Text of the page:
In The Structure of Scientific Revolutions Kuhn references a 1949 paper by Jerome Bruner and Leo Postman titled “On the Perception of Incongruity: A Paradigm”. It describes an experiment in the psychology of perception.
Twenty-eight subjects, students at Harvard and Radcliffe, were shown successively by tachistoscopic exposure five different playing cards. From one to four of these cards were incongruous – color and suit were reversed.
Generally speaking, there appear to be four kinds of reaction to rapidly presented incongruities. The first of these we have called the dominance reaction. It consists, essentially, of a ‘perceptual denial’ of the incongruous elements in the stimulus pattern. Faced with a red six of spades, for example, a subject may report with considerable assurance, ‘the six of spades’ or the ‘six of hearts,’ depending upon whether he is color or form bound (vide infra). In the one case the form dominates and the color is assimilated to it; in the other the stimulus color dominates and form is assimilated to it. In both instances the perceptual resultant conforms with past expectations about the ‘normal’ nature of playing cards.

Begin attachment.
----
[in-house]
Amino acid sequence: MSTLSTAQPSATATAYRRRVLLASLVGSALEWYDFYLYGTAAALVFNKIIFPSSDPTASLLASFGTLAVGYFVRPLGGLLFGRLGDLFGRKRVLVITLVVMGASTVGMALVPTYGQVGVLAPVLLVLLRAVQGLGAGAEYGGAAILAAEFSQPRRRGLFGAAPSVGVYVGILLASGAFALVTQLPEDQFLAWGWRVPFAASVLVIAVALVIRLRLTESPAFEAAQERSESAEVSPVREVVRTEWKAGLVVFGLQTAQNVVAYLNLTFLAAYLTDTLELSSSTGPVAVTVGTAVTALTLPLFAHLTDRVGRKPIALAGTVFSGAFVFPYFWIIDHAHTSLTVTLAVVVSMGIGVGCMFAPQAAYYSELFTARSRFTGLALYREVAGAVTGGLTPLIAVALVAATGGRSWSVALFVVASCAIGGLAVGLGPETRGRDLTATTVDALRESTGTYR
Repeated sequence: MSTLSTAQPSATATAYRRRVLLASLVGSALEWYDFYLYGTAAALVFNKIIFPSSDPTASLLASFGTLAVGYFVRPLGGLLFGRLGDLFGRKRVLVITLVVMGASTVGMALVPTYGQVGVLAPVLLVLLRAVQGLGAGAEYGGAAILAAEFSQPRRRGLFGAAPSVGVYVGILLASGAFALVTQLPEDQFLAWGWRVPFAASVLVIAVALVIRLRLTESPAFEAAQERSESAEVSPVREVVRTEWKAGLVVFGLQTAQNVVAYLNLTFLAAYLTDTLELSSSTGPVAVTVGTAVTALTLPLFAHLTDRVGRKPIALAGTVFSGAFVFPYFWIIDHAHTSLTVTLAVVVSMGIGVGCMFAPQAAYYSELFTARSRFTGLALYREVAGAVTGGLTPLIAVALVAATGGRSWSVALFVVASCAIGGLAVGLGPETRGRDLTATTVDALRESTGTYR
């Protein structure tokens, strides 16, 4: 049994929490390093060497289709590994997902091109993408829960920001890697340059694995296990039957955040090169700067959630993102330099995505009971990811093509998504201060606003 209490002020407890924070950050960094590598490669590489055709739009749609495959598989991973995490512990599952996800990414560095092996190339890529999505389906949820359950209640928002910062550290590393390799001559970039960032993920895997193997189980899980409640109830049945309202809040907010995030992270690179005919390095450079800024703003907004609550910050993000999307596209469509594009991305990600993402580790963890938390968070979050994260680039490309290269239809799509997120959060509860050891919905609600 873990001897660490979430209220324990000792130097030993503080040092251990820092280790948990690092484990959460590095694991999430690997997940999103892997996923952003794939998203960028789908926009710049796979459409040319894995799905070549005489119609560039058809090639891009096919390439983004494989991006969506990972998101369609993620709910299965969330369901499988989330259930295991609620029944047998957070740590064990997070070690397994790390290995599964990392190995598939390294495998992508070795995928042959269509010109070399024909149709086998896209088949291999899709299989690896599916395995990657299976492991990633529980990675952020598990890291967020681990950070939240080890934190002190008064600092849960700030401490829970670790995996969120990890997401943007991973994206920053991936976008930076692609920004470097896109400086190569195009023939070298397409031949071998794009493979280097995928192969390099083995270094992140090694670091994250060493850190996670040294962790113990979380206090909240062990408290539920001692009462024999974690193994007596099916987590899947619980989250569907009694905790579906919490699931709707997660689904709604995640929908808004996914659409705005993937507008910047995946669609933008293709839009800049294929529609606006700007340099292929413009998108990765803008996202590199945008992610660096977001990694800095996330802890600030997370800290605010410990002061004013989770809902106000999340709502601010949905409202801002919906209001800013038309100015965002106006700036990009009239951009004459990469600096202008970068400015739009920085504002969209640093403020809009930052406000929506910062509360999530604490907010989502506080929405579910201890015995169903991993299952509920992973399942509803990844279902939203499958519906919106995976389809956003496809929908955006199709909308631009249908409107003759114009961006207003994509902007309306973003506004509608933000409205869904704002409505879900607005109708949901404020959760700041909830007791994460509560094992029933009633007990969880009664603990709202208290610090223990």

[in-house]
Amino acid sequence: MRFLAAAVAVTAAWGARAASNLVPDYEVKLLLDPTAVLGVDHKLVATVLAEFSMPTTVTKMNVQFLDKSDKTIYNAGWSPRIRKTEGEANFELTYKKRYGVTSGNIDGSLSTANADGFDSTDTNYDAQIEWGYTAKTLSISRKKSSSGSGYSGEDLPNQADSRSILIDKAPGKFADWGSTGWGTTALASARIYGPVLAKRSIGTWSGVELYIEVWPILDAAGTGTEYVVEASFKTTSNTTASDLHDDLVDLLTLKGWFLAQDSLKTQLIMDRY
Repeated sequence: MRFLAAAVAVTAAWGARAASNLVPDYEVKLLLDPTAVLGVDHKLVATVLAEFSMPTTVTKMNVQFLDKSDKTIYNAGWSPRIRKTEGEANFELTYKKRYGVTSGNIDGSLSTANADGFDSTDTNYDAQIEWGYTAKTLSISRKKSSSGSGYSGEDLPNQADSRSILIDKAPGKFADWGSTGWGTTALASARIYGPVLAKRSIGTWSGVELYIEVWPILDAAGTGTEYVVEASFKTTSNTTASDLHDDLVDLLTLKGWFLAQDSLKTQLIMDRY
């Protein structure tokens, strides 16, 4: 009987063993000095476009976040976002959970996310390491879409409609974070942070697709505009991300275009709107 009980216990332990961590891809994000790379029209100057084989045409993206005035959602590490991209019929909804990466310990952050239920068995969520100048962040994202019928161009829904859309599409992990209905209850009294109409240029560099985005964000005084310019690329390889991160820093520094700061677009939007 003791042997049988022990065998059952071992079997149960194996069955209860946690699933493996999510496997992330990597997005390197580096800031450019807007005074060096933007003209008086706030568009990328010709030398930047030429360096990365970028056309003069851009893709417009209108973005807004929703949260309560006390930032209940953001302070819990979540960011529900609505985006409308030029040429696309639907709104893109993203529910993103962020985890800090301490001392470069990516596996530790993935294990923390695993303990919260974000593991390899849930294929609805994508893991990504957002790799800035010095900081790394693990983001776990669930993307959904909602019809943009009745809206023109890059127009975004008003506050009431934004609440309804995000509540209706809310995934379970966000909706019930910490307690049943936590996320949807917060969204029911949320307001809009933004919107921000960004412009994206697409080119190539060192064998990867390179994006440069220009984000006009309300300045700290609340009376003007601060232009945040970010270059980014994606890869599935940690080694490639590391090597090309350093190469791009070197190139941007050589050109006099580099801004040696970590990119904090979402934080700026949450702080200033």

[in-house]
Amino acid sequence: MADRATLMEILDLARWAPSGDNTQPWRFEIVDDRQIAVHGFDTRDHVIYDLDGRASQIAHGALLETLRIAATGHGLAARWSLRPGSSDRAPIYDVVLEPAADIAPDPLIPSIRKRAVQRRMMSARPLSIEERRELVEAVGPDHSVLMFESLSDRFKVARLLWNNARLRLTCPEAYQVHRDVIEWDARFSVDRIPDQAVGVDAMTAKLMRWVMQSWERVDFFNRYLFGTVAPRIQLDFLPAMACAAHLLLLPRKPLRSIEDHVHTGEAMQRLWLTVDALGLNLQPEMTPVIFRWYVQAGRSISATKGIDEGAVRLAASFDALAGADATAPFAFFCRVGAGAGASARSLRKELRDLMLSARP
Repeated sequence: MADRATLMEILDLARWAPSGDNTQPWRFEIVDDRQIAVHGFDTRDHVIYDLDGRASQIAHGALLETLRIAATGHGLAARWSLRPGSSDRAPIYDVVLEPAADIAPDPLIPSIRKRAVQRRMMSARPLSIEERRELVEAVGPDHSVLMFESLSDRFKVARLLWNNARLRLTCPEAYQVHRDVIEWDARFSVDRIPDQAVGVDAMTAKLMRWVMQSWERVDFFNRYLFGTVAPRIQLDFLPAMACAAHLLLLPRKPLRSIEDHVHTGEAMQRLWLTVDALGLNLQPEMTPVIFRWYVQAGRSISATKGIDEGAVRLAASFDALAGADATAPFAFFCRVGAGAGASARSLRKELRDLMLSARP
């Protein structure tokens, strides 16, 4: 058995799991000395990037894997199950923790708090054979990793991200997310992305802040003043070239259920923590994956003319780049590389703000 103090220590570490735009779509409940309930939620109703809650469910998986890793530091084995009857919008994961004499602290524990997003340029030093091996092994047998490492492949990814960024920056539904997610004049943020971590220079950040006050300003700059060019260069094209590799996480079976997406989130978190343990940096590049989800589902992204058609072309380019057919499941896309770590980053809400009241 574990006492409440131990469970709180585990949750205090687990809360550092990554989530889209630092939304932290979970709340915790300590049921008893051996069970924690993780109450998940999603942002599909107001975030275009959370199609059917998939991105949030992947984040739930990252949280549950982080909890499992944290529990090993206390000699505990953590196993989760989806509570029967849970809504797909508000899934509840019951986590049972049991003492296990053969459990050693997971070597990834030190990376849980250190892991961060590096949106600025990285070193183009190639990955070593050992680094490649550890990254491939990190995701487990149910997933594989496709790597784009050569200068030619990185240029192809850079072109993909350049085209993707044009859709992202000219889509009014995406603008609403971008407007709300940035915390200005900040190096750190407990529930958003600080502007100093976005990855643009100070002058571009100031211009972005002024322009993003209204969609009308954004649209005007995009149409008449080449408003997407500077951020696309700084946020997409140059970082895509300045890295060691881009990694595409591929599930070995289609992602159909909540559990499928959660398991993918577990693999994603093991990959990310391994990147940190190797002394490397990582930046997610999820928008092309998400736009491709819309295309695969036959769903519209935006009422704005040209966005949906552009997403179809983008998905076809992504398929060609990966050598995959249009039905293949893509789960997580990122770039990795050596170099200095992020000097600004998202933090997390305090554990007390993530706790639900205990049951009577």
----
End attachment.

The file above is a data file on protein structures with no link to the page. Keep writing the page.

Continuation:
A second technique of dealing with incongruous stimuli we have called compromise. … Three examples of color compromise: (a) the red six of spades is reported as either the purple six of hearts or the purple six of spades; (b) the black four of hearts is reported as a ‘grayish’ four of spades; (c) the red six of clubs is seen as ‘the six of clubs illuminated by red light.’
A third reaction may be called disruption. A subject fails to achieve a perceptual organization at the level of coherence normally attained by him at a given exposure level. Disruption usually follows upon a period in which the subject has failed to resolve the stimulus in terms of his available perceptual expectations. He has failed to confirm any of his repertory of expectancies. Its expression tends to be somewhat bizarre: ‘I don’t know what the hell it is now, not even for sure whether it’s a playing card,’ said one frustrated subject after an exposure well above his normal threshold.
Finally, there is recognition of incongruity, the fourth, and viewed from the experimenter’s chair, most successful reaction.